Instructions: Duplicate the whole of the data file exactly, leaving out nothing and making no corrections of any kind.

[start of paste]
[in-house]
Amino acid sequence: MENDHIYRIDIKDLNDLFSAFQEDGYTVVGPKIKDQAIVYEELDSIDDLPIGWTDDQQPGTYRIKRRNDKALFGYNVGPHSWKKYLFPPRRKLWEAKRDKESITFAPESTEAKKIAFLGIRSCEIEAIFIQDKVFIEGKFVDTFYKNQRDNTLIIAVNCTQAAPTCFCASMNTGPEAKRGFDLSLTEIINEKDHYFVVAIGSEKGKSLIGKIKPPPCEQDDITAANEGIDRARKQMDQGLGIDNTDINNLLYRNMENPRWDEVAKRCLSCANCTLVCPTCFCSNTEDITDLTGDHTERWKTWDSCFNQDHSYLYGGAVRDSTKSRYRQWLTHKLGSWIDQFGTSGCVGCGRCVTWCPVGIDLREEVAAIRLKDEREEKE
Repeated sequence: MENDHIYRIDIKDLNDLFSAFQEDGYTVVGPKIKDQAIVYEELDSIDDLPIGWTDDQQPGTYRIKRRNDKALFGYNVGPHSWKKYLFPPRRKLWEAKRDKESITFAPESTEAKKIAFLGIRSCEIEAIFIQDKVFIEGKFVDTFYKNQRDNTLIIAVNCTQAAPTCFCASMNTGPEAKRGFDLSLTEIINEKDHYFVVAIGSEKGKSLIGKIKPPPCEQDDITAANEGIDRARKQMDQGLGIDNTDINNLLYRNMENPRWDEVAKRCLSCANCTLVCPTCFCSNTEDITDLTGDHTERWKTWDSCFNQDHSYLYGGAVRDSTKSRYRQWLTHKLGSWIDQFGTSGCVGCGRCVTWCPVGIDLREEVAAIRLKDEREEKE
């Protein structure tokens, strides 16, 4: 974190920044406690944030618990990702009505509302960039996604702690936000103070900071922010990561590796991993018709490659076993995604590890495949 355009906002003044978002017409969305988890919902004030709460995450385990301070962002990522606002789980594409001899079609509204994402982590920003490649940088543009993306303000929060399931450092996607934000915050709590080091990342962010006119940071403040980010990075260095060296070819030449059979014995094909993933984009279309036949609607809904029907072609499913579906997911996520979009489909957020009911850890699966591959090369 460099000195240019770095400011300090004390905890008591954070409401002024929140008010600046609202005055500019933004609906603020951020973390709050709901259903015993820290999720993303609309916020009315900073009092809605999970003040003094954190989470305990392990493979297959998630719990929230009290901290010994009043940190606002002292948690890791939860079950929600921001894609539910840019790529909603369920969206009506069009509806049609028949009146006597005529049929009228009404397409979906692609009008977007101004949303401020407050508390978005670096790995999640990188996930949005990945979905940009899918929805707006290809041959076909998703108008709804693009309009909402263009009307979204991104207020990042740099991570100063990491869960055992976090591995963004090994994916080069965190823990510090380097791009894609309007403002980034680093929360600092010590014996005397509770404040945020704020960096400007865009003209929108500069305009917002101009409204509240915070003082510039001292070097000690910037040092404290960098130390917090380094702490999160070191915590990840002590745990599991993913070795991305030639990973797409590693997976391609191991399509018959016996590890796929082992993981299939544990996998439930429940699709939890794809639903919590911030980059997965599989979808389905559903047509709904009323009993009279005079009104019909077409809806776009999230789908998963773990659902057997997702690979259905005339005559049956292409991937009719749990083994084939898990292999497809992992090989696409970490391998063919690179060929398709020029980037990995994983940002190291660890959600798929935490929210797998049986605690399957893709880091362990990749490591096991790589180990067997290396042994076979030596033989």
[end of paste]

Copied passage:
[in-house]
Amino acid sequence: MENDHIYRIDIKDLNDLFSAFQEDGYTVVGPKIKDQAIVYEELDSIDDLPIGWTDDQQPGTYRIKRRNDKALFGYNVGPHSWKKYLFPPRRKLWEAKRDKESITFAPESTEAKKIAFLGIRSCEIEAIFIQDKVFIEGKFVDTFYKNQRDNTLIIAVNCTQAAPTCFCASMNTGPEAKRGFDLSLTEIINEKDHYFVVAIGSEKGKSLIGKIKPPPCEQDDITAANEGIDRARKQMDQGLGIDNTDINNLLYRNMENPRWDEVAKRCLSCANCTLVCPTCFCSNTEDITDLTGDHTERWKTWDSCFNQDHSYLYGGAVRDSTKSRYRQWLTHKLGSWIDQFGTSGCVGCGRCVTWCPVGIDLREEVAAIRLKDEREEKE
Repeated sequence: MENDHIYRIDIKDLNDLFSAFQEDGYTVVGPKIKDQAIVYEELDSIDDLPIGWTDDQQPGTYRIKRRNDKALFGYNVGPHSWKKYLFPPRRKLWEAKRDKESITFAPESTEAKKIAFLGIRSCEIEAIFIQDKVFIEGKFVDTFYKNQRDNTLIIAVNCTQAAPTCFCASMNTGPEAKRGFDLSLTEIINEKDHYFVVAIGSEKGKSLIGKIKPPPCEQDDITAANEGIDRARKQMDQGLGIDNTDINNLLYRNMENPRWDEVAKRCLSCANCTLVCPTCFCSNTEDITDLTGDHTERWKTWDSCFNQDHSYLYGGAVRDSTKSRYRQWLTHKLGSWIDQFGTSGCVGCGRCVTWCPVGIDLREEVAAIRLKDEREEKE
């Protein structure tokens, strides 16, 4: 974190920044406690944030618990990702009505509302960039996604702690936000103070900071922010990561590796991993018709490659076993995604590890495949 355009906002003044978002017409969305988890919902004030709460995450385990301070962002990522606002789980594409001899079609509204994402982590920003490649940088543009993306303000929060399931450092996607934000915050709590080091990342962010006119940071403040980010990075260095060296070819030449059979014995094909993933984009279309036949609607809904029907072609499913579906997911996520979009489909957020009911850890699966591959090369 460099000195240019770095400011300090004390905890008591954070409401002024929140008010600046609202005055500019933004609906603020951020973390709050709901259903015993820290999720993303609309916020009315900073009092809605999970003040003094954190989470305990392990493979297959998630719990929230009290901290010994009043940190606002002292948690890791939860079950929600921001894609539910840019790529909603369920969206009506069009509806049609028949009146006597005529049929009228009404397409979906692609009008977007101004949303401020407050508390978005670096790995999640990188996930949005990945979905940009899918929805707006290809041959076909998703108008709804693009309009909402263009009307979204991104207020990042740099991570100063990491869960055992976090591995963004090994994916080069965190823990510090380097791009894609309007403002980034680093929360600092010590014996005397509770404040945020704020960096400007865009003209929108500069305009917002101009409204509240915070003082510039001292070097000690910037040092404290960098130390917090380094702490999160070191915590990840002590745990599991993913070795991305030639990973797409590693997976391609191991399509018959016996590890796929082992993981299939544990996998439930429940699709939890794809639903919590911030980059997965599989979808389905559903047509709904009323009993009279005079009104019909077409809806776009999230789908998963773990659902057997997702690979259905005339005559049956292409991937009719749990083994084939898990292999497809992992090989696409970490391998063919690179060929398709020029980037990995994983940002190291660890959600798929935490929210797998049986605690399957893709880091362990990749490591096991790589180990067997290396042994076979030596033989």